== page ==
Chess Quotes 695

In article <473jk9$phu@condor.ic.net> rasor@mail.ic.net writes:
>An excerpt from Murders in the Rue Morgue by Edgar Allan POE:
" Yet to calculate is not in itself to analyze. A chess-player, for example, does the one without effort at the other. It follows that the game of chess, in its effects upon mental character, is greatly misunderstood. I am not now writing a treatise, but simply prefacing a somewhat peculiar narrative by observations very much at random; I will, therefore, take occasion to assert that the higher powers of the reflective intellect are more decidedly and more usefully tasked by the unostentatious game of draughts than by all the elaborate frivolity of chess. In this latter, where the pieces have different and bizarre motions, with various and variable values, what is only complex is mistaken (a not unusual error) for what is profound. The attention is here called powerfully into play. If it flag for an instant, an oversight is committed, resulting in injury or defeat. The possible moves being not only manifold but involute, the chances of such oversights are multiplied; and in nine cases out of ten it is the more concentrative rather than the more acute player who conquers."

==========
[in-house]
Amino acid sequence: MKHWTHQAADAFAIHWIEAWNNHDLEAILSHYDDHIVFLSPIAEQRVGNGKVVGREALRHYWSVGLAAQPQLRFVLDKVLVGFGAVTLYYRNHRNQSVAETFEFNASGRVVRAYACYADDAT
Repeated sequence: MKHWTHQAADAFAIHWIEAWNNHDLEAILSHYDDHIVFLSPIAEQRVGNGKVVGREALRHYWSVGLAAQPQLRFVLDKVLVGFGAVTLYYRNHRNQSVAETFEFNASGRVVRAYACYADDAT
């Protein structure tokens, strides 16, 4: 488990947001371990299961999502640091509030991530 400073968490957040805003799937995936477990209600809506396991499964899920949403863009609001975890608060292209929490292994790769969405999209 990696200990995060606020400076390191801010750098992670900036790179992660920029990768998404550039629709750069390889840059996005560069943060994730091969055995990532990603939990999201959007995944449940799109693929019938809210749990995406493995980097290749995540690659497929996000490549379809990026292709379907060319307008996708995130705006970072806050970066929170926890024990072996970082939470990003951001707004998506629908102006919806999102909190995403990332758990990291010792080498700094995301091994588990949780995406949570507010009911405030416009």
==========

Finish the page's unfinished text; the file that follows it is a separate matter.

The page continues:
Comment by DR
— -- POE

Chess Quotes

"If you have any doubt what to study, study endgames. Openings teach you openings. Endings teach you chess."
— Stephan GERZADOWICZ, Thinker's Chess.